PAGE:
The NHS is one of the world’s leading free at point of use health care systems, funded in part by the government and UK taxpayer. This public funding model is in contrast to many healthcare systems around the world which use private sector companies and navigate costs to patients through health care insurance or direct payment. With spill over from the ongoing coronavirus pandemic, there is valid concern that waiting lists for elective surgeries and screening are growing in the United Kingdom, with the surgery waiting list recently topping 5 million people. In pay for use services across the world, the smaller number of patients and financial incentive means there are very often short waits for all kinds of treatment. In the United Kingdom, with limited hospital budgets and a growing healthcare deficit, many surgery waiting times are reaching an all-time high. Another weapon in the healthcare arsenal is the use of charity, something which greatly supports care and integration in the NHS. These services provide vital discharge services and even fund specific care for clinical populations – but what role do they play in a free system?
The organisation NHS Charities Together reports that £1 million a day is spent by charities supporting NHS services, funding and deployment across the UK. The alliance has over 200 charities which contribute to its central fund from a range of areas such as mental health charities, ambulance and transport charities, and other specific health awareness charities. When discharged from care facilities or hospitals, there is often a care gap between the hospital and the patient’s home, and eventual recovery. This is due to the negligence of ability to facilitate and care greatly for every individual patient due to demand and funding, and in these instances, patients may recover or have difficulties in their process which preclude more healthcare engagement and cost burden to the NHS.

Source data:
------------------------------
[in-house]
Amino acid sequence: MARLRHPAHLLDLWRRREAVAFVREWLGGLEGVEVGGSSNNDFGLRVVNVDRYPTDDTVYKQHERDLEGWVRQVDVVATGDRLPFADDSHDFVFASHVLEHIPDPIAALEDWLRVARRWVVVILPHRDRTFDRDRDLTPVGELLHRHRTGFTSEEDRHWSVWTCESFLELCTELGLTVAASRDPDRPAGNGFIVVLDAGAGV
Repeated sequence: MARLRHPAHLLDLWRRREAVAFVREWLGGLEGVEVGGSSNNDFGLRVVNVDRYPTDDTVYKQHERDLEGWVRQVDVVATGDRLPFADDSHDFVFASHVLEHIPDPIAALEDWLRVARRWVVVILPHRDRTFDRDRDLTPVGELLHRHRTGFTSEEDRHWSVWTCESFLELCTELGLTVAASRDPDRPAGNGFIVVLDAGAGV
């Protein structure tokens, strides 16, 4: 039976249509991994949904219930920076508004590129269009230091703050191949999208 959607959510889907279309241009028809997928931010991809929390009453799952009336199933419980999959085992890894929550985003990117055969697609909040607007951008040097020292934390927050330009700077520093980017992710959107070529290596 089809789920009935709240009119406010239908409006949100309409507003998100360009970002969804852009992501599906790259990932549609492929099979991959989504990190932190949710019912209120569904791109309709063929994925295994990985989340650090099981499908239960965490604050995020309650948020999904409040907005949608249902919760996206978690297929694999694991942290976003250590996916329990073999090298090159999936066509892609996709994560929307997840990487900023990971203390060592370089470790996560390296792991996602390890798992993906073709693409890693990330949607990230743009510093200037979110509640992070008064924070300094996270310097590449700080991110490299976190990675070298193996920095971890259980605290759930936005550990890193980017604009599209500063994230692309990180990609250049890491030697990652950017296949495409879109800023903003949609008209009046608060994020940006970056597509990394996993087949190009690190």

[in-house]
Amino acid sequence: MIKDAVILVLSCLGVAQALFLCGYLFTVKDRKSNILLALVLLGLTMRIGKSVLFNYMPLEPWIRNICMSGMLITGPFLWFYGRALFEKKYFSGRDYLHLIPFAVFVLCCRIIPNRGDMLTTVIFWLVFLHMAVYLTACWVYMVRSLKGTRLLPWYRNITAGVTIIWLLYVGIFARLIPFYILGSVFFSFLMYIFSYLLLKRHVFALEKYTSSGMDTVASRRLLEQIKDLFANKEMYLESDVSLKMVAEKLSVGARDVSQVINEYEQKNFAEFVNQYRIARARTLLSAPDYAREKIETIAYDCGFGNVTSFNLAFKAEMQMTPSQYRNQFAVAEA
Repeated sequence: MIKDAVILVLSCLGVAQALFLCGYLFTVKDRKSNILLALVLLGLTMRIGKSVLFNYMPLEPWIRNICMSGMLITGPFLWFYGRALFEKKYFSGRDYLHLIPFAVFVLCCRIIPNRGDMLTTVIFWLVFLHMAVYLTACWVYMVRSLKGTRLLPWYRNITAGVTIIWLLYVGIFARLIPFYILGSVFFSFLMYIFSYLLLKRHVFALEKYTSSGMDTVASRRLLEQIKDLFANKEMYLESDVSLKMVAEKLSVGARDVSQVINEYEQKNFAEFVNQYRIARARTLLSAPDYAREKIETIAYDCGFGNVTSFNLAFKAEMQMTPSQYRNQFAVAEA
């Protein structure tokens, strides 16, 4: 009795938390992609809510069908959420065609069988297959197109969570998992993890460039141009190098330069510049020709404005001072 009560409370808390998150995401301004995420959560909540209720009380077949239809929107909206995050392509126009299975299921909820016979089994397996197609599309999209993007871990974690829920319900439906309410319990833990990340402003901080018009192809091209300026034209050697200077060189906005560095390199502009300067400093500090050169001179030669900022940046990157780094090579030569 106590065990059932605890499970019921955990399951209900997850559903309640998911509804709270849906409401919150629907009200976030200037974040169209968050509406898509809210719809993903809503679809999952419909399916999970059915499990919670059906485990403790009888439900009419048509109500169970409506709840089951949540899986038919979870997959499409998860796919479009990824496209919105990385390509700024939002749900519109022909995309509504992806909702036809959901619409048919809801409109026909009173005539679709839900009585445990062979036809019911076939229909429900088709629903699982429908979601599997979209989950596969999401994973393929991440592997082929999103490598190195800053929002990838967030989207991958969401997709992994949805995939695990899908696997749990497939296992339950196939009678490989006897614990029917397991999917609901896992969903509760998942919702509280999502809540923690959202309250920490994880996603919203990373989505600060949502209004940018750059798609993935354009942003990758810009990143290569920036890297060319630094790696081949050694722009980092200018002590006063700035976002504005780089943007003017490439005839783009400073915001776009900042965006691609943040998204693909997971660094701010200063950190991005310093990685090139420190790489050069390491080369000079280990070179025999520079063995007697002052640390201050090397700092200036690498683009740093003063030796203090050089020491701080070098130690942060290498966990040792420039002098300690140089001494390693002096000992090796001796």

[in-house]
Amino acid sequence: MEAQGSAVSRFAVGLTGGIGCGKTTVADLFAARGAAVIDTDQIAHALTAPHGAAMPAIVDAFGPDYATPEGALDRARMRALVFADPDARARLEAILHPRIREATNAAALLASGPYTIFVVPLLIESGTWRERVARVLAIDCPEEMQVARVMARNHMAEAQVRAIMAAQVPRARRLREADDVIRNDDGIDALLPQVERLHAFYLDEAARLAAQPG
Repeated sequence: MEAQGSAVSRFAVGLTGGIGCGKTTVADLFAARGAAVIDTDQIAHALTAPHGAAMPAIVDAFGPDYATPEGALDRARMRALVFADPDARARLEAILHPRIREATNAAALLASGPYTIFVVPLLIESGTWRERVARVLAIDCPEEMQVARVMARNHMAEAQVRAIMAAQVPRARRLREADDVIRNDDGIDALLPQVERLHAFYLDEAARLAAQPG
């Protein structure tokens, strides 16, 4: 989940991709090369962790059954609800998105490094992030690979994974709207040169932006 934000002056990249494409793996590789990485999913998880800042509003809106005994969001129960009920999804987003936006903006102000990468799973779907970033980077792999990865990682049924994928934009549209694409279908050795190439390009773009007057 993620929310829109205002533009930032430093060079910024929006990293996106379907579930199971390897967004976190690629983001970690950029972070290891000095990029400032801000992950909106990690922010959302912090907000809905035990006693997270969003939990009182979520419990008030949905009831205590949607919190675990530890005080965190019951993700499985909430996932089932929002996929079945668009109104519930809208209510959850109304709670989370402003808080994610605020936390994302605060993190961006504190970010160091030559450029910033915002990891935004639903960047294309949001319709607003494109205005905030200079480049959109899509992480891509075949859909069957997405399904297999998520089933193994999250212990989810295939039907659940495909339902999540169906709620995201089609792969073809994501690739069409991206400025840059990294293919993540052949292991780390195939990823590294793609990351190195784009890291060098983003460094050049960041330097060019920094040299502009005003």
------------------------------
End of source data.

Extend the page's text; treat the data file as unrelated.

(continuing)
The service ‘NHS Continuing Care’ is a key tool, supported largely by charities, which enables the transition from formal in-person care to a patient’s home or other facility. The service is valid and available to people with a serious illness or disability. It can cover the costs of accommodation; care need and extra services patients need for support. However, this is open to patients subject to screening and substantial care need. Charities and organisations, however, provide even more support to patients who have less care need – it is not only severely ill patients who deserve support. Charities have a key role in delivering services, influencing legislation and influencing the design of services going forward to facilitate execution and the lengthening of scarce resources.
Charity services in a free at point of care system are a perfect ‘bolt-on’ to tailor care in specific areas alongside the main care of the health system. Often, this is support and care beyond that of the minimum requirements, and covers factors such as screening, therapy, testing and psychological aid. A list of examples include the following;
In conclusion, it charities have a vital part to play in a free at point of use healthcare system and in many ways are propping up certain sectors of the NHS delivery mechanism in the UK. Further funding of their vital services is paramount to maintaining the standard of care and in shortening waiting times for service use and for important interventions.